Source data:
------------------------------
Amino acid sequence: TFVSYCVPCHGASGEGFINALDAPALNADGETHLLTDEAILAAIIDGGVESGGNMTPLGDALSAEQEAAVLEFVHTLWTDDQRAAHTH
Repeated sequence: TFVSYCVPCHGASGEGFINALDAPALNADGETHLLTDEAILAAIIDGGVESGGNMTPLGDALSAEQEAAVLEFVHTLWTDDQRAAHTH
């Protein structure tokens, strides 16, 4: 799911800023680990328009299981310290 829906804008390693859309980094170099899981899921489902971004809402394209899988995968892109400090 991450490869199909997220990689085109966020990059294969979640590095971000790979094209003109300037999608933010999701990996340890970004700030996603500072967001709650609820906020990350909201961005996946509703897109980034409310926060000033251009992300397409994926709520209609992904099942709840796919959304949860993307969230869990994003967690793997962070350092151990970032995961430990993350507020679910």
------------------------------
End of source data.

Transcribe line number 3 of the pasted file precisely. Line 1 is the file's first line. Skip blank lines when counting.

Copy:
């Protein structure tokens, strides 16, 4: 799911800023680990328009299981310290 829906804008390693859309980094170099899981899921489902971004809402394209899988995968892109400090 991450490869199909997220990689085109966020990059294969979640590095971000790979094209003109300037999608933010999701990996340890970004700030996603500072967001709650609820906020990350909201961005996946509703897109980034409310926060000033251009992300397409994926709520209609992904099942709840796919959304949860993307969230869990994003967690793997962070350092151990970032995961430990993350507020679910």